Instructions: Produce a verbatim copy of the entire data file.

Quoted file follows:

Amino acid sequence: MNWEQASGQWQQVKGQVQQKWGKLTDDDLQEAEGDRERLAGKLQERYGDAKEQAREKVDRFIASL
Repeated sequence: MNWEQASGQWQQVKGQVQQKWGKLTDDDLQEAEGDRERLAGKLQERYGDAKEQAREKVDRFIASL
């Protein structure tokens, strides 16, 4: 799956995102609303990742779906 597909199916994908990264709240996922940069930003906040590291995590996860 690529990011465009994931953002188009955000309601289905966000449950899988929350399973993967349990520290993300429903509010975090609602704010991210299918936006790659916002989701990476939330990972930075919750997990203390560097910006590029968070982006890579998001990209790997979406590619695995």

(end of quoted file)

Amino acid sequence: MNWEQASGQWQQVKGQVQQKWGKLTDDDLQEAEGDRERLAGKLQERYGDAKEQAREKVDRFIASL
Repeated sequence: MNWEQASGQWQQVKGQVQQKWGKLTDDDLQEAEGDRERLAGKLQERYGDAKEQAREKVDRFIASL
């Protein structure tokens, strides 16, 4: 799956995102609303990742779906 597909199916994908990264709240996922940069930003906040590291995590996860 690529990011465009994931953002188009955000309601289905966000449950899988929350399973993967349990520290993300429903509010975090609602704010991210299918936006790659916002989701990476939330990972930075919750997990203390560097910006590029968070982006890579998001990209790997979406590619695995």